The human mind offers an endless scope of imagination and will fill in the blanks of any story with startling amounts of detail. It is with this level of detail and creative thinking that we can put characters and faces to mysteries such as Jack the Ripper. Of, course the best way to do so is to make films, and in this blog post we will summarise which takes of the classic mystery offer the best in terms of visual and theoretical interest.
Pandora’s Box (GW Pabst, 1929)
Setting the stage for film noir, GW Pabst epitomises the fall from respectability to victim-hood and uses the Ripper myth in one of the most affecting ways a film could. With the use of dark, moody, shadowed photography, expressions are subtle and natural, drawing the audience in, to play with Lulu.
Murder By Decree (Bob Clark, 1979)
This was the first motion picture to embrace the theory that addressed royal and masonic conspiracy. However, somewhat cunningly, the film avoids naming names and goes by character profiling. It is said to be one of the finest Holmes and Watson displays.
The Lodger (Alfred Hitchock, 1926)
Hitchcock interpreted a gruesome tale and turned it into a beautiful version of the Ripper tale, with this gruesome and truly Hitchcock-esque take. A classic if ever there was one.
Hands Of The Ripper (Peter Sasdy, 1971)
Despite the poor appeal of the cover, this film takes a fresh and intriguing angle on the Ripper case, carrying on the legacy through a daughter who is seemingly possessed. A sympathetic psychiatrist volunteers to take her in, but soon regrets this decision.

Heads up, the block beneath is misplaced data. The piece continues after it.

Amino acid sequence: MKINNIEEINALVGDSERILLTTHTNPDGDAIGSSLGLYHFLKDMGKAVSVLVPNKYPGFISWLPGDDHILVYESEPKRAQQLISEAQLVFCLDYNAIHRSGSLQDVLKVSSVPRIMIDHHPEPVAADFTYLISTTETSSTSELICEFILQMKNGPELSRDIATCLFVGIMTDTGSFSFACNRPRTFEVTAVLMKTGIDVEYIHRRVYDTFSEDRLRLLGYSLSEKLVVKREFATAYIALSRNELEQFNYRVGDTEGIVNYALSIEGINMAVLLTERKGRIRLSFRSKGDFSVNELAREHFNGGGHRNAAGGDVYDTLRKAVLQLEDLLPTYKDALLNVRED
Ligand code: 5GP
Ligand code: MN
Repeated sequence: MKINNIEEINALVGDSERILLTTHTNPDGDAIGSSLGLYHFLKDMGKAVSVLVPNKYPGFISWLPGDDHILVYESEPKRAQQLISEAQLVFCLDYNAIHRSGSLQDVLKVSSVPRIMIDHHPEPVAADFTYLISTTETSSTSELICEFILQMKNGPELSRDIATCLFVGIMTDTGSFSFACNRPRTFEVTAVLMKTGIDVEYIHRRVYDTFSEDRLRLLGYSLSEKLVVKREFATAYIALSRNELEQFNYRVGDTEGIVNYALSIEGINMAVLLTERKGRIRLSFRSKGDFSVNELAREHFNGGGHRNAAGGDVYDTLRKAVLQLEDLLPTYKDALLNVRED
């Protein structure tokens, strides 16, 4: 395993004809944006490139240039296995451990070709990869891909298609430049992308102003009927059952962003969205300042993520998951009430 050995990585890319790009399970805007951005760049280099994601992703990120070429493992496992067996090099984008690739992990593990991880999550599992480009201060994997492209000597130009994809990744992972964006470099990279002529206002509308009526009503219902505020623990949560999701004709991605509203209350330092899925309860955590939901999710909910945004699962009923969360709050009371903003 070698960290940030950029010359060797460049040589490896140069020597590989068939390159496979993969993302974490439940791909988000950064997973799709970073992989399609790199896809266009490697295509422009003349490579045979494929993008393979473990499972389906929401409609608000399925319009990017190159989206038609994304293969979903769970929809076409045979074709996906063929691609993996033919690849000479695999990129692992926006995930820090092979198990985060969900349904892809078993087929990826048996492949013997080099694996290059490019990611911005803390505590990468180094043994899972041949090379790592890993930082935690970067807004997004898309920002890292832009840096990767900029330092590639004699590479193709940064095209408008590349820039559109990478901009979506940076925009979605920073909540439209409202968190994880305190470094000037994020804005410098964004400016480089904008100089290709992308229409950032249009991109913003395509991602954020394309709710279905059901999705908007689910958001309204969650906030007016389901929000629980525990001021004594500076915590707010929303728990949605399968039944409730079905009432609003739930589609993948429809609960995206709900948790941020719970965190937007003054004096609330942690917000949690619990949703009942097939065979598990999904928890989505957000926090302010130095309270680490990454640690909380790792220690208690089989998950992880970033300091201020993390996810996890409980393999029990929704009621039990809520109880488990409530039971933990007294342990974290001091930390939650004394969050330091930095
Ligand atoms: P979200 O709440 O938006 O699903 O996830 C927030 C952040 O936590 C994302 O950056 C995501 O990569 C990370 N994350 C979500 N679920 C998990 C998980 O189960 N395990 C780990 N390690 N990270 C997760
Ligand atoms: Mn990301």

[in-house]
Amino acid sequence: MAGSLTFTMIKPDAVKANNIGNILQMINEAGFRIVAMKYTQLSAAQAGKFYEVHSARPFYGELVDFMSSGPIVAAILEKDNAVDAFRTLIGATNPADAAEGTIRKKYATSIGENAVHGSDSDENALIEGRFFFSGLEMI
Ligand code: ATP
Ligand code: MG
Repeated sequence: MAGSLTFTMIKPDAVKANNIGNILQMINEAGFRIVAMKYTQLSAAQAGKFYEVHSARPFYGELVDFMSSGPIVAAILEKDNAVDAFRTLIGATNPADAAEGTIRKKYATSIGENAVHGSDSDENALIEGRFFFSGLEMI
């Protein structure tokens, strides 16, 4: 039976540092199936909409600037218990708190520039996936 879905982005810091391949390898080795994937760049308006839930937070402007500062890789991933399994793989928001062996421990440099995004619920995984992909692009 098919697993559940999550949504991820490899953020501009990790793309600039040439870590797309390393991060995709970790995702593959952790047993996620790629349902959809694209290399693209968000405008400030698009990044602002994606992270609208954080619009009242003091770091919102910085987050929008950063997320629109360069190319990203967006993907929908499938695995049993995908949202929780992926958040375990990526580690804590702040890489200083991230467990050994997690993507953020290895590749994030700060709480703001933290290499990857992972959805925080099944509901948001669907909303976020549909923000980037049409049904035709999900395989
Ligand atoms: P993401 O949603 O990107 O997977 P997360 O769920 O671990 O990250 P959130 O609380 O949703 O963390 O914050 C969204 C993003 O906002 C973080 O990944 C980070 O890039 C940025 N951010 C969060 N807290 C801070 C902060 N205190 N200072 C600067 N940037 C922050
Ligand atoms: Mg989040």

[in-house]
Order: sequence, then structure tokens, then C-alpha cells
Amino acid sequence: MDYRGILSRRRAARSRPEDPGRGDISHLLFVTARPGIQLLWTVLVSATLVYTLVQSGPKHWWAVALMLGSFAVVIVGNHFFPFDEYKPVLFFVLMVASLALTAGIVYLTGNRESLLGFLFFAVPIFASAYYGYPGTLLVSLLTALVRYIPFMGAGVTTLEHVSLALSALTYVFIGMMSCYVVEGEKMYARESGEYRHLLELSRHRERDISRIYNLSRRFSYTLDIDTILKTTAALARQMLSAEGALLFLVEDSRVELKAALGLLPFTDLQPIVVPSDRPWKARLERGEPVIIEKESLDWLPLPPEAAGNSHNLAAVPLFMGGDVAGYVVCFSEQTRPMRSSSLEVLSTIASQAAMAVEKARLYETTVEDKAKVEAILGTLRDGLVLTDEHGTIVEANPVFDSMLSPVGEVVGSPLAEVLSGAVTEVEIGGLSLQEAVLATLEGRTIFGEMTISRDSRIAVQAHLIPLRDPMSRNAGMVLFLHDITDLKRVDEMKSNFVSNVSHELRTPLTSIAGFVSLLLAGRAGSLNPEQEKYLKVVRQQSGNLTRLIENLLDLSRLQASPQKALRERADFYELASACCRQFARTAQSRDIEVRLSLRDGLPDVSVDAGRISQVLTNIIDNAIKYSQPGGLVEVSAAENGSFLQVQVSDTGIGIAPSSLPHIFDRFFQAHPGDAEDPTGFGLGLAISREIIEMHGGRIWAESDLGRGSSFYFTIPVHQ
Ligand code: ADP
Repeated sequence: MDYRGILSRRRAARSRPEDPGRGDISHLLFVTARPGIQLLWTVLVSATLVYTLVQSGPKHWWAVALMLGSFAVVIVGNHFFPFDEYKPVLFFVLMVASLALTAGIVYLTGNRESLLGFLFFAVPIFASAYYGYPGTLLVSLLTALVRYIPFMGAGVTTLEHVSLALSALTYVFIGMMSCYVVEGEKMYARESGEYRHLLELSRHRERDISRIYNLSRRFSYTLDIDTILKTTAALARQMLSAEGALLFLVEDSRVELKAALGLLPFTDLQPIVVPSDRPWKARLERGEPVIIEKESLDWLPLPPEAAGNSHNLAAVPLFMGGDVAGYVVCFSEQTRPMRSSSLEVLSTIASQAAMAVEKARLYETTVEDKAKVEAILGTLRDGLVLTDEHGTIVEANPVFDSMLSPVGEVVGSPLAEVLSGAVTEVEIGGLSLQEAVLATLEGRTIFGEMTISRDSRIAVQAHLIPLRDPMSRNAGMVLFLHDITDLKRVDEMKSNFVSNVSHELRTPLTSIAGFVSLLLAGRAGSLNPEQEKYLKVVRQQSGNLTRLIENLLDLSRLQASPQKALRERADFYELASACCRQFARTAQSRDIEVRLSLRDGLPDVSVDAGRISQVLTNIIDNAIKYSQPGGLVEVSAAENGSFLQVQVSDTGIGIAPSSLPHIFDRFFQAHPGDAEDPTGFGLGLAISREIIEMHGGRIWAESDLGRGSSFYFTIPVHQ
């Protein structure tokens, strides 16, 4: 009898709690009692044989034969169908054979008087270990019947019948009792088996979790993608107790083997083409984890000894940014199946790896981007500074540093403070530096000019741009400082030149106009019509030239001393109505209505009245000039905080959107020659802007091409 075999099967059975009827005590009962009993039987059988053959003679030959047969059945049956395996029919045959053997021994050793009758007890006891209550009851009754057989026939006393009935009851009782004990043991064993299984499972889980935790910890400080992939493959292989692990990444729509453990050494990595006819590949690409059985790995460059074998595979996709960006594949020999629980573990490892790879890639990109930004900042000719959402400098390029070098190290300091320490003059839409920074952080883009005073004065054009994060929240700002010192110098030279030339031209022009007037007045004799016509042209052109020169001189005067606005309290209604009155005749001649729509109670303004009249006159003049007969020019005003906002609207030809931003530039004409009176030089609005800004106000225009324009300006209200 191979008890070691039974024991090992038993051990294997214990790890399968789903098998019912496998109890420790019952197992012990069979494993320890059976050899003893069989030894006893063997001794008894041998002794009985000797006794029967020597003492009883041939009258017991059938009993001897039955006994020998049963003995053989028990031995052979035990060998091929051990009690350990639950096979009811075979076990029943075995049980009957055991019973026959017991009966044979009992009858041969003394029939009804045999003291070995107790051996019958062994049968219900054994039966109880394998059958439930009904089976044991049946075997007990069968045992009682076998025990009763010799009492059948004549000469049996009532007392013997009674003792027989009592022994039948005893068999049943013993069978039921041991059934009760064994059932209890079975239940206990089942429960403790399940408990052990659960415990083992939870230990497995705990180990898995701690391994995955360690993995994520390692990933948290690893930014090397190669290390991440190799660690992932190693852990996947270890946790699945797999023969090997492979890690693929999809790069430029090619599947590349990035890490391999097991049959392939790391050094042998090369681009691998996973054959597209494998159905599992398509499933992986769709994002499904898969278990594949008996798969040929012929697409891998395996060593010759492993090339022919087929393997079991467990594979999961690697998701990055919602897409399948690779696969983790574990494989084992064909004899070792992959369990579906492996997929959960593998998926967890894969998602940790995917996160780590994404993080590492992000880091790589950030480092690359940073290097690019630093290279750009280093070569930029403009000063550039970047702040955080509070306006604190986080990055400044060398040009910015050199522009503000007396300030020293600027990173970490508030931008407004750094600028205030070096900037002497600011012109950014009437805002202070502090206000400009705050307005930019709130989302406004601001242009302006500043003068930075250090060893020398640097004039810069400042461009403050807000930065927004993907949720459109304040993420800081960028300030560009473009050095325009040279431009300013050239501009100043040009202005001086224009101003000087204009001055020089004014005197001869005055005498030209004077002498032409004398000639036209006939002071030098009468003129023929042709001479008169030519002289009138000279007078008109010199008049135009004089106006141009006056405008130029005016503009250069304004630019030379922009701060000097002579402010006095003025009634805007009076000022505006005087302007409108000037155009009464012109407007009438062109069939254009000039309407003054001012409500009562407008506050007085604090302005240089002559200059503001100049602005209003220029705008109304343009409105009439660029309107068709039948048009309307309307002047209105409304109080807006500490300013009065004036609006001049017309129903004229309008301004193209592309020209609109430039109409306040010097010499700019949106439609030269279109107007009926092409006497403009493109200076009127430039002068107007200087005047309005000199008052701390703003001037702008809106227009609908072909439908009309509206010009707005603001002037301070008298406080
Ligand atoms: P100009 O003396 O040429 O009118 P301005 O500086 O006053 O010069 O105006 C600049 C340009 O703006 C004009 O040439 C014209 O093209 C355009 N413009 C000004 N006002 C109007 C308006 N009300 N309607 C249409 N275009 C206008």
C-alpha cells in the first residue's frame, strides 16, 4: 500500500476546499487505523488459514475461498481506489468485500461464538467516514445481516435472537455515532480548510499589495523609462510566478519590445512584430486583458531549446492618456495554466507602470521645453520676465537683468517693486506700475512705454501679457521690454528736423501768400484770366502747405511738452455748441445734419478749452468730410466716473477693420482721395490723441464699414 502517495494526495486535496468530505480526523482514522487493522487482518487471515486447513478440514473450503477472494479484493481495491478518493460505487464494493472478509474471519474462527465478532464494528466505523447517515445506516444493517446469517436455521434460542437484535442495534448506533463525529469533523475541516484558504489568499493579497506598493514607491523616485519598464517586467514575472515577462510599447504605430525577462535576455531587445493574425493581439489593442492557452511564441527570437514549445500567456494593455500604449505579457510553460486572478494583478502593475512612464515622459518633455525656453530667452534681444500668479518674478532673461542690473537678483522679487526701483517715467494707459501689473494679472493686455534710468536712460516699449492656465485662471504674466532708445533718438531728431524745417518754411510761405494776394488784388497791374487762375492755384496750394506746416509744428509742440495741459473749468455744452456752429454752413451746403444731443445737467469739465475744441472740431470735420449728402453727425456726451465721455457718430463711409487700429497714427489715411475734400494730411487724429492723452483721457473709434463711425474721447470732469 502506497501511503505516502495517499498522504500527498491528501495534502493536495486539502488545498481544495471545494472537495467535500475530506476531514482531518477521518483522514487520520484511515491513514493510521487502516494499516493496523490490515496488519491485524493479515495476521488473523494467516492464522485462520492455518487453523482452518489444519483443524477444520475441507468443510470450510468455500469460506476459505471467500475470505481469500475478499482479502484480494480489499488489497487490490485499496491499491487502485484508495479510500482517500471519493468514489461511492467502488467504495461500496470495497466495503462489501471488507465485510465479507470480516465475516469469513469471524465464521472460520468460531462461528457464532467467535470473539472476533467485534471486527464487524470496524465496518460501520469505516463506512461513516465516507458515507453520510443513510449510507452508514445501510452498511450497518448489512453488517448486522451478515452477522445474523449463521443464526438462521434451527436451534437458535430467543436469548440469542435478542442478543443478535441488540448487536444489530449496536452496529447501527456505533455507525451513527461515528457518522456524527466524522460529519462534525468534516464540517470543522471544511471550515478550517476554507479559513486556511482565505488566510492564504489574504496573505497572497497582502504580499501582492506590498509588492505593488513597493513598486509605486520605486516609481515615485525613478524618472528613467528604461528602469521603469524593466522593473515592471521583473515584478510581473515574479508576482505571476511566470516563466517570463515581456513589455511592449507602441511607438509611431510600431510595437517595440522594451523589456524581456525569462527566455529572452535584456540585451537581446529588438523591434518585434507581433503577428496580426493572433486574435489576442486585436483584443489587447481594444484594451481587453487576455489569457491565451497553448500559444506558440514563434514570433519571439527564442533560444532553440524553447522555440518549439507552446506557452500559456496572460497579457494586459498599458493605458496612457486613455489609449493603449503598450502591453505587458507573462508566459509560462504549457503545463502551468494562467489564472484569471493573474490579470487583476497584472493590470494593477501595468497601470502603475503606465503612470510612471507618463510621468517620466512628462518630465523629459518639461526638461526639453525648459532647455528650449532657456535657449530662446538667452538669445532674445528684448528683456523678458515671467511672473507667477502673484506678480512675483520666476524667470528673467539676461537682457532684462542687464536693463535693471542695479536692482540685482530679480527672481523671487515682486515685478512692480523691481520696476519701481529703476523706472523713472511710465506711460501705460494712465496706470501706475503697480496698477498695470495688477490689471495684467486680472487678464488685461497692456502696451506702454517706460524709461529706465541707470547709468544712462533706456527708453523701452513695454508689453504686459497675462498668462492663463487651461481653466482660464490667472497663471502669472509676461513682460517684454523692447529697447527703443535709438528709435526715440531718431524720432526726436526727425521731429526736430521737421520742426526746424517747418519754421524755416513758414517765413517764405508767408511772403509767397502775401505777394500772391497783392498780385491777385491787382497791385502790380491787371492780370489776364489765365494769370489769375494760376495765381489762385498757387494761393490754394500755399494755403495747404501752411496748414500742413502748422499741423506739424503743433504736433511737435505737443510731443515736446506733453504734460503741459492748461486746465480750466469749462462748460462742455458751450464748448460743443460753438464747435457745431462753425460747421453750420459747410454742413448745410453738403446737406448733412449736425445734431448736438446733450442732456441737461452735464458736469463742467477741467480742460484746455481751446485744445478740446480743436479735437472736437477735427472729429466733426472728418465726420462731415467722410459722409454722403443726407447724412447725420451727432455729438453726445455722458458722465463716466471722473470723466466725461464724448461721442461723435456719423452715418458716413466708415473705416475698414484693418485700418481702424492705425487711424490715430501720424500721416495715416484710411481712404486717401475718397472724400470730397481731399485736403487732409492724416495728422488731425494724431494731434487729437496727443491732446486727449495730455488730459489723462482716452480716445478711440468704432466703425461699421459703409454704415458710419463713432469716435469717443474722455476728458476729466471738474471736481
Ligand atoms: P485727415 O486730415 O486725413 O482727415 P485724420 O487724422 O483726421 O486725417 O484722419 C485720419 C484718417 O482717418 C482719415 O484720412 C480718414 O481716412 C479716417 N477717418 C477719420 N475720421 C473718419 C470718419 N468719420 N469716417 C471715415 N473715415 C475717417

From Hell (Hughes Brothers, 2001)
This film is based on a 10-part comic published by Alan Moore, which retold the murders as part of a conspiracy at the highest levels. The Brothers, whose previous work lies in the ‘ghetto’ movie genre, with works such as Dead Presidents, turn London’s East End into an even more terrifying and dangerous pit of iniquity. Johnny Depp and Heather Graham are said to have been too ‘Hollywood’ but the film does take on a more sinister and deeper conspiracy. Critics have said the film appears to be a not-so-reserved homage to the master of conspiracy, Oliver Stone. But that’s for you to decide.
While we will all have our own impressions of Jack the Ripper, watching any one – or preferably all – of these films offers the chance to see an alternative view and change our interpretation of his personality.
On the other hand, if you’d prefer to have a more tangible experience with a truly 3D tour of Jack the Ripper’s territory, you should get yourself booked onto our Jack the Ripper tour. Not only will you be able to get a real life look at the streets that housed these atrocious crimes, but the legend will be brought to life by our exclusive Ripper-Vision technology, which projects the original images onto the streets they once occupied.